No member of the Administration seems to outrank Dr. Henry Kissinger in the esteem of Richard Nixon. The President wholeheartedly shares the common view that the choice of the former Harvard professor as the chief White House Adviser on National Security Affairs is his most inspired appointment. Contrary to general supposition though, the President’s gratitude is probably not so much for Kissinger’s ideas on policy formulations, as for his unexpected virtuosity in expounding Nixon’s own involved formulations to the press and thus, by indirection, to the public.
How could anybody familiar with Kissinger’s style have guessed that almost overnight he would become Washington’s most celebrated exegete? An elaborately anonymous one, to be sure, but all the more effective because of that. There is little in American Foreign Policy or other Kissinger books to suggest this potential, but then his new success is not based on the clarity and precision of his private briefings, but, consciously or not, on almost the reverse. His natural style is marvelously, if momentarily, suited to the ambiguities of Nixon’s Vietnam policies. The result must have surprised the President as much as it has the rest of Washington. And it has altered the arrangement that was contemplated when Kissinger was first appointed last December.
The original offer was for the scholar to play a self-effacing role as a behind-the-scenes adviser, with the new Secretary of State, William P. Rogers, a lawyer and talented advocate, acting as the front man on foreign policy. This entirely suited Kissinger, it is said, because he neither desired nor intended to deal with the press, but that is not the way it worked out. Rogers was handicapped by inexperience and the heavy burden of getting the State Department reorganized. Kissinger, on the other hand, was on top of the situation from the beginning.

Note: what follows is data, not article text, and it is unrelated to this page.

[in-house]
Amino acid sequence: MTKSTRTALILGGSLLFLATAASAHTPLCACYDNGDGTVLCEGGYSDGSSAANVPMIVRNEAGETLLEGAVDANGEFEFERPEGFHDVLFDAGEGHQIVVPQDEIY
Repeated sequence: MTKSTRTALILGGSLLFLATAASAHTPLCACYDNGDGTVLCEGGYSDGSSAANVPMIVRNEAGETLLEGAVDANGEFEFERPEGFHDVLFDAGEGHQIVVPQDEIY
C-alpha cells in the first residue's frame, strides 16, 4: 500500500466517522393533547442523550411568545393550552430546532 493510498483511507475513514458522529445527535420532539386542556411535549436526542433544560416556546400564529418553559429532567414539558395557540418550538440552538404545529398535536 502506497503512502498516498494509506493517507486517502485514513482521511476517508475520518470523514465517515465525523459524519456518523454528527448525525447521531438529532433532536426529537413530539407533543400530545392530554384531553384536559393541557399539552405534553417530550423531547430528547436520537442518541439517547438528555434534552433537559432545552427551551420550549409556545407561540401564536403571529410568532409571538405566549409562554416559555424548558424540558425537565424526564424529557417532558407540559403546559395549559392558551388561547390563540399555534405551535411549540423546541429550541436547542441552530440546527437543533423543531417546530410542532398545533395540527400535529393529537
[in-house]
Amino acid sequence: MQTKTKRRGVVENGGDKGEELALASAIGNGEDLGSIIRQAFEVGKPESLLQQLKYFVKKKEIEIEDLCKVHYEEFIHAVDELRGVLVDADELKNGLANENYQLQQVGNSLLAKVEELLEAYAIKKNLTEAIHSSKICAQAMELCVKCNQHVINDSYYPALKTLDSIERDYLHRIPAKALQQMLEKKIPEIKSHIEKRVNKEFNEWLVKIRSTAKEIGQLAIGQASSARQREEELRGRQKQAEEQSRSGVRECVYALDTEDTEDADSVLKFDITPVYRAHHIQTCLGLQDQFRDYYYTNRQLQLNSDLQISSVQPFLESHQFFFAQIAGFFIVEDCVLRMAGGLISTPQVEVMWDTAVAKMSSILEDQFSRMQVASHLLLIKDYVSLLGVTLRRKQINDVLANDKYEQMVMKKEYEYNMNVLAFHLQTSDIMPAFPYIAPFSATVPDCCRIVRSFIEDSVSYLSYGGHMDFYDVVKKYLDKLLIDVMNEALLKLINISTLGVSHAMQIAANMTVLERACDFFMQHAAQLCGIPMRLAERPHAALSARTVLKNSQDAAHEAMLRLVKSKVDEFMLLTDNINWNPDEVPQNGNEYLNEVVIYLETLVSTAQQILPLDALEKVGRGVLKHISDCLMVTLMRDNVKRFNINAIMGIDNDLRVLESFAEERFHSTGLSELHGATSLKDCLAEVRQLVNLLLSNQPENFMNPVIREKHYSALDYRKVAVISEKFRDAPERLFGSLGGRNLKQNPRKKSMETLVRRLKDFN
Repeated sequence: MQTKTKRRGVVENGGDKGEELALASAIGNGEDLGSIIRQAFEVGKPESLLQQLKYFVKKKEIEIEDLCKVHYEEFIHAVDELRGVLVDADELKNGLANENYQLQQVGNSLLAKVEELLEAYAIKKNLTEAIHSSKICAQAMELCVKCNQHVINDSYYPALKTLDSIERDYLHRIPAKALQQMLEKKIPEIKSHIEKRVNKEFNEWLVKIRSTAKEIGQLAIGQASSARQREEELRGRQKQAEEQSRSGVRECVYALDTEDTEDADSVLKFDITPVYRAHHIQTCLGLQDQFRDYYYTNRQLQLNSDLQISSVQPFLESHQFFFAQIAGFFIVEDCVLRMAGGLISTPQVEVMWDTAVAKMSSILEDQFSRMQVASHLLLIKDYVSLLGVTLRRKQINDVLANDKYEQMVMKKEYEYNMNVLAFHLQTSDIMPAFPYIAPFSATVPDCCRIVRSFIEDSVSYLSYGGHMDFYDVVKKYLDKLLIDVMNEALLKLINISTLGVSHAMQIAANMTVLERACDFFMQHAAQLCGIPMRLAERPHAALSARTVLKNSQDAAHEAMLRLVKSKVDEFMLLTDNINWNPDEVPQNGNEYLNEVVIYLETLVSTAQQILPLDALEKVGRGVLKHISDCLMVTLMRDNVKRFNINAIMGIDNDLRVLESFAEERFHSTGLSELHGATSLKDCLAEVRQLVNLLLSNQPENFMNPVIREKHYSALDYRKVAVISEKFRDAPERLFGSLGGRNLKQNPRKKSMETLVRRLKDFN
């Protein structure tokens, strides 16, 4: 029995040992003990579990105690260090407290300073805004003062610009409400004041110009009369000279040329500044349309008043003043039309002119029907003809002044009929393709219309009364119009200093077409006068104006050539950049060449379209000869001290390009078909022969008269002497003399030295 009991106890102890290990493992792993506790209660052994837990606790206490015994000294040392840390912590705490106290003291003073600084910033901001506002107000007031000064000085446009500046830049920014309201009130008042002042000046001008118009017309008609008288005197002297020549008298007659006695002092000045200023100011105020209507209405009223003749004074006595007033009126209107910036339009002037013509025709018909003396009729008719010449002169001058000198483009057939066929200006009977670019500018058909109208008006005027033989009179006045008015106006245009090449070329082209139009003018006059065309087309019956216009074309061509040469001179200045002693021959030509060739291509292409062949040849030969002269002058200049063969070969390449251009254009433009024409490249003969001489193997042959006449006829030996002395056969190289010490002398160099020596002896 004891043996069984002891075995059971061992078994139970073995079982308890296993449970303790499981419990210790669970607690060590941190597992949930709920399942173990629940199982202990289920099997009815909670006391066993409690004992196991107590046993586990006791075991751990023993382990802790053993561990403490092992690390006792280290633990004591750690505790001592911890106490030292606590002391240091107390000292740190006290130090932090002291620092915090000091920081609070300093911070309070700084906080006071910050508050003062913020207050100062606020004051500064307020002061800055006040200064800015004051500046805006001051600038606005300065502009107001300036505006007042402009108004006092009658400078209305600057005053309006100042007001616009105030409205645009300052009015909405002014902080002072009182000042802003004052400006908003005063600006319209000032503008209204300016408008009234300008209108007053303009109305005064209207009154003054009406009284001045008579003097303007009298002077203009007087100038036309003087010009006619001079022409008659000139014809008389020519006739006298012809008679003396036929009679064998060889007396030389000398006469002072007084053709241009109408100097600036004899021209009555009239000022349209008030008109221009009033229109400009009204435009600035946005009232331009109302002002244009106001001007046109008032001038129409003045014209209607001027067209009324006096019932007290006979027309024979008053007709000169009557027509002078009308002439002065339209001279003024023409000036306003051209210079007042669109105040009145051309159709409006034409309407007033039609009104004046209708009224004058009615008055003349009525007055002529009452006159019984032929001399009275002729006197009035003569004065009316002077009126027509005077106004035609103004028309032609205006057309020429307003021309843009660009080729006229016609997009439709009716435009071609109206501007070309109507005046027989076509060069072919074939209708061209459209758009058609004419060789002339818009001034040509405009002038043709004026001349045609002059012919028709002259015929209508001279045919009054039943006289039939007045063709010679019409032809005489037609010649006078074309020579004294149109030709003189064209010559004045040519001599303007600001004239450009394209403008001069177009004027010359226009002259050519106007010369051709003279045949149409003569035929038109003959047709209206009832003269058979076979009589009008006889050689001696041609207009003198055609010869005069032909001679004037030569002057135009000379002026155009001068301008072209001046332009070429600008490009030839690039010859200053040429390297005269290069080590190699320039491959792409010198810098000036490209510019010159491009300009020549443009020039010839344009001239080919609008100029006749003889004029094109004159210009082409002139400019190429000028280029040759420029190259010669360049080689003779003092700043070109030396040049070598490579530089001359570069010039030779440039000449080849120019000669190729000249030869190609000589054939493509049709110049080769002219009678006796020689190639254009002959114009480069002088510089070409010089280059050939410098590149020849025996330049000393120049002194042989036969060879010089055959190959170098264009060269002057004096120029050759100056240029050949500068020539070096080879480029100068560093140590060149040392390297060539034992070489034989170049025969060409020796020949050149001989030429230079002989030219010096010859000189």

He brought to the White House not only his own professionalism, but a large hand-picked staff of assistants who are specialists in almost every field of foreign policy. The Kissinger operation was already functioning before the inauguration. It was inevitable that the President would rely on it during those first months in office when State was still being reorganized.
There were pressing publicity problems from the beginning, notably Vietnam, which called for expert exposition, and the responsibility automatically fell on Kissinger. He was there in the White House; he saw the President constantly; he knew better than anybody else what Nixon was thinking; he had an authoritative but not too explicit way of stating things that Nixon admired; he was respected by the top politicians and members of the press who need and expect regular off-the-record background briefings on the real aims of the Administration. So, almost accidentally, Kissinger began to assume this delicate, highly sensitive responsibility. In foreign policy today, it is not what the President says that counts so much as what Kissinger (at the direction of his Patron, of course) says he meant.
Under the rules of the game, Kissinger cannot be personally quoted, nor can anything be attributed to him. The synonym for him and his operation is “White House sources” or some variation of that. This anonymity has unique advantages. Since Kissinger can’t be quoted, his normal style is an advantage instead of a handicap, for his studied opacities and obliquities, his discursive rather than precise musings, his guarded adumbrations of things to come, put the burden of public interpretation on the press. Many of the leading diplomatic correspondents, as well as influential columnists and other opinion-makers, seem to enjoy this experience. They find it stimulating to try to penetrate the somewhat Delphic hints of the agreeable professor.